The biomedical ethics ontology proposal: Excellent aims, questionable methods

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Koepsell et la. (2009) describe an ideal biomedical ethics committee environment with efficiencies such as electronic and universal application forms and consent templates, automated decision-trees, and broad sharing of data. However, it is unclear that a biomedical ethics ontology (BMEO) is necessary or even helpful in establishing such environment. Two features of any applied ontology are particularly problematic in establishing a useful BMEO: (1) an ontology is a description of a domain of reality; and (2) the description is subject to ongoing revision as it is developed through open processes, e.g., the use of a wiki. A BMEO would need to address two main kinds of entities, regulatory definitions and ethical concepts, and is ill-suited to both. Regulatory definitions are fiats and ought to be adopted verbatim to ensure compliance, but in such cases we do not need the assistance of ontologists, and their modes of working (constant revision within open wiki-based communities) might even be counterproductive. Ethical concepts within pluralistic societies are social constructs, not a priori concepts or biological natural kinds, and the prospects of generating intuitive definitions that enjoy broad acceptance across cultures and institutional settings are slim. In making these arguments, I draw from the writings of leading applied ontologists and Koepsell et al.'s own proof of concept.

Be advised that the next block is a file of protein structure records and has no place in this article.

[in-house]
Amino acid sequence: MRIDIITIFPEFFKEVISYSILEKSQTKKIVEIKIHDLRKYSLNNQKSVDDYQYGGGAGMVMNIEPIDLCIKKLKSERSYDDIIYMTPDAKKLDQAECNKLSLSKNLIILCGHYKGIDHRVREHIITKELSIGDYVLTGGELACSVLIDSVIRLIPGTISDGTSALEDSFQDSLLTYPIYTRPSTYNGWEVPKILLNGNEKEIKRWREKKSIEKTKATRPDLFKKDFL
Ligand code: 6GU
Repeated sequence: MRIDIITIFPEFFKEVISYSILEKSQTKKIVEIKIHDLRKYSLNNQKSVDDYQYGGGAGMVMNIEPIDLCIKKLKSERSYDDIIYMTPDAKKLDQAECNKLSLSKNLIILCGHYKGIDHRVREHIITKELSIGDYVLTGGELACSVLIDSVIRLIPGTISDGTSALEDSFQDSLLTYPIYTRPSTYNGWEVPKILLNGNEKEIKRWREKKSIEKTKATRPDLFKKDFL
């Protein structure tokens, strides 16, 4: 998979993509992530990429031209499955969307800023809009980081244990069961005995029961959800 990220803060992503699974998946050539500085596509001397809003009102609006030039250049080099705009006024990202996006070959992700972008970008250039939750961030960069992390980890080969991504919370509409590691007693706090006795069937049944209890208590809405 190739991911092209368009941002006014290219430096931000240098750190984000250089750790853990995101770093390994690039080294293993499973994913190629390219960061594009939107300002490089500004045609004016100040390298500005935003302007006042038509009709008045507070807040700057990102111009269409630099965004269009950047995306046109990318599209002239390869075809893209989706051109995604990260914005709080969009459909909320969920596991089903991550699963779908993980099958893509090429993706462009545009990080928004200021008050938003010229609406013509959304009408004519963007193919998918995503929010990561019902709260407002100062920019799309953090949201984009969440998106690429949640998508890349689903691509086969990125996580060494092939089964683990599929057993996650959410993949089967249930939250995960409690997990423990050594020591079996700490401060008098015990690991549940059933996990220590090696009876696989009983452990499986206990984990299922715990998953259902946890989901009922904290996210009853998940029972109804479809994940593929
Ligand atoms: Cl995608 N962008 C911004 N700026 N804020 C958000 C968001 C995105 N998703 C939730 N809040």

Original languageEnglish
Pages (from-to)59-62
Number of pages4
JournalJournal of Empirical Research on Human Research Ethics
Issue number1
StatePublished - 2009


  • Biomedical ethics ontology
  • Ontology


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